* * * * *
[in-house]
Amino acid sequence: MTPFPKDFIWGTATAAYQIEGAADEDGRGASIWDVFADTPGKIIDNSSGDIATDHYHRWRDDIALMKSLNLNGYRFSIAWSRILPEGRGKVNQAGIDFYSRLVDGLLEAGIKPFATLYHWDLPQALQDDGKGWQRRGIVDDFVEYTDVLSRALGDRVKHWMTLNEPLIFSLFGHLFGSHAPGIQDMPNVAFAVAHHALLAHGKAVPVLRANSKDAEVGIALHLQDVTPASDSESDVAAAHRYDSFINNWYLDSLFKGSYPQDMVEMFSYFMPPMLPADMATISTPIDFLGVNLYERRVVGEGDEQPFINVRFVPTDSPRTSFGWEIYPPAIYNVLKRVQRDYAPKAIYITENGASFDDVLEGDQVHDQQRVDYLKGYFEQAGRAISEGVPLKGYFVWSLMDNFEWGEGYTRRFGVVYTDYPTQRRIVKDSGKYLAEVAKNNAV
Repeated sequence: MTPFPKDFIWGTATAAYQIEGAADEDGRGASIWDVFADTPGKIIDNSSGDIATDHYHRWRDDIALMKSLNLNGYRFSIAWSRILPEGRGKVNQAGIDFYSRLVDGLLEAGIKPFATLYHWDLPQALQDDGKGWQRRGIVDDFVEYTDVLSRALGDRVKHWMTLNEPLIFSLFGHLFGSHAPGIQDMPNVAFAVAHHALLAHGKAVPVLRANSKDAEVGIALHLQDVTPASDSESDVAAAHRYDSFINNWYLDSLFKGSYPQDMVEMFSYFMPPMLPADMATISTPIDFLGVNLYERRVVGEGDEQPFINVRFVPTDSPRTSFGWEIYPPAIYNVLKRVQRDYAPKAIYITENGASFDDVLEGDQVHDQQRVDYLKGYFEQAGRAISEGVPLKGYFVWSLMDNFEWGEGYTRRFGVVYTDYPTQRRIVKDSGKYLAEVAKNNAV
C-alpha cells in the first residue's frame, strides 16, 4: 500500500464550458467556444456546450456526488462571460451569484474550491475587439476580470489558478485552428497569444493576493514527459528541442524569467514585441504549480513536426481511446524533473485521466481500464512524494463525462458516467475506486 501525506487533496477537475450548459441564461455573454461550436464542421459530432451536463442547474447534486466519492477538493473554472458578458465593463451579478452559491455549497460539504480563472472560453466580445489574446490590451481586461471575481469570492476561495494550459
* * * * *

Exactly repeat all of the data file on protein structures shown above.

[in-house]
Amino acid sequence: MTPFPKDFIWGTATAAYQIEGAADEDGRGASIWDVFADTPGKIIDNSSGDIATDHYHRWRDDIALMKSLNLNGYRFSIAWSRILPEGRGKVNQAGIDFYSRLVDGLLEAGIKPFATLYHWDLPQALQDDGKGWQRRGIVDDFVEYTDVLSRALGDRVKHWMTLNEPLIFSLFGHLFGSHAPGIQDMPNVAFAVAHHALLAHGKAVPVLRANSKDAEVGIALHLQDVTPASDSESDVAAAHRYDSFINNWYLDSLFKGSYPQDMVEMFSYFMPPMLPADMATISTPIDFLGVNLYERRVVGEGDEQPFINVRFVPTDSPRTSFGWEIYPPAIYNVLKRVQRDYAPKAIYITENGASFDDVLEGDQVHDQQRVDYLKGYFEQAGRAISEGVPLKGYFVWSLMDNFEWGEGYTRRFGVVYTDYPTQRRIVKDSGKYLAEVAKNNAV
Repeated sequence: MTPFPKDFIWGTATAAYQIEGAADEDGRGASIWDVFADTPGKIIDNSSGDIATDHYHRWRDDIALMKSLNLNGYRFSIAWSRILPEGRGKVNQAGIDFYSRLVDGLLEAGIKPFATLYHWDLPQALQDDGKGWQRRGIVDDFVEYTDVLSRALGDRVKHWMTLNEPLIFSLFGHLFGSHAPGIQDMPNVAFAVAHHALLAHGKAVPVLRANSKDAEVGIALHLQDVTPASDSESDVAAAHRYDSFINNWYLDSLFKGSYPQDMVEMFSYFMPPMLPADMATISTPIDFLGVNLYERRVVGEGDEQPFINVRFVPTDSPRTSFGWEIYPPAIYNVLKRVQRDYAPKAIYITENGASFDDVLEGDQVHDQQRVDYLKGYFEQAGRAISEGVPLKGYFVWSLMDNFEWGEGYTRRFGVVYTDYPTQRRIVKDSGKYLAEVAKNNAV
C-alpha cells in the first residue's frame, strides 16, 4: 500500500464550458467556444456546450456526488462571460451569484474550491475587439476580470489558478485552428497569444493576493514527459528541442524569467514585441504549480513536426481511446524533473485521466481500464512524494463525462458516467475506486 501525506487533496477537475450548459441564461455573454461550436464542421459530432451536463442547474447534486466519492477538493473554472458578458465593463451579478452559491455549497460539504480563472472560453466580445489574446490590451481586461471575481469570492476561495494550459